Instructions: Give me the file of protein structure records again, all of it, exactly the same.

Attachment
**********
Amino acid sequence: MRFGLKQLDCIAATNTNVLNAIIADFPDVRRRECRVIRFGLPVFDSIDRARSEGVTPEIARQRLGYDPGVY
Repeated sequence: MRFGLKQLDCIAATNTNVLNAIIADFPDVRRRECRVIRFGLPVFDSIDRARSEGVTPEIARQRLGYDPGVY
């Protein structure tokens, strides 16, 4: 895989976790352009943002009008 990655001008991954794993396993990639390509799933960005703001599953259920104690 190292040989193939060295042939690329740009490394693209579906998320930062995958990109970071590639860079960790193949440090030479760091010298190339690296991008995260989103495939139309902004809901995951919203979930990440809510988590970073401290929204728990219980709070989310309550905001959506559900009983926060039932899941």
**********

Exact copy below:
Amino acid sequence: MRFGLKQLDCIAATNTNVLNAIIADFPDVRRRECRVIRFGLPVFDSIDRARSEGVTPEIARQRLGYDPGVY
Repeated sequence: MRFGLKQLDCIAATNTNVLNAIIADFPDVRRRECRVIRFGLPVFDSIDRARSEGVTPEIARQRLGYDPGVY
């Protein structure tokens, strides 16, 4: 895989976790352009943002009008 990655001008991954794993396993990639390509799933960005703001599953259920104690 190292040989193939060295042939690329740009490394693209579906998320930062995958990109970071590639860079960790193949440090030479760091010298190339690296991008995260989103495939139309902004809901995951919203979930990440809510988590970073401290929204728990219980709070989310309550905001959506559900009983926060039932899941």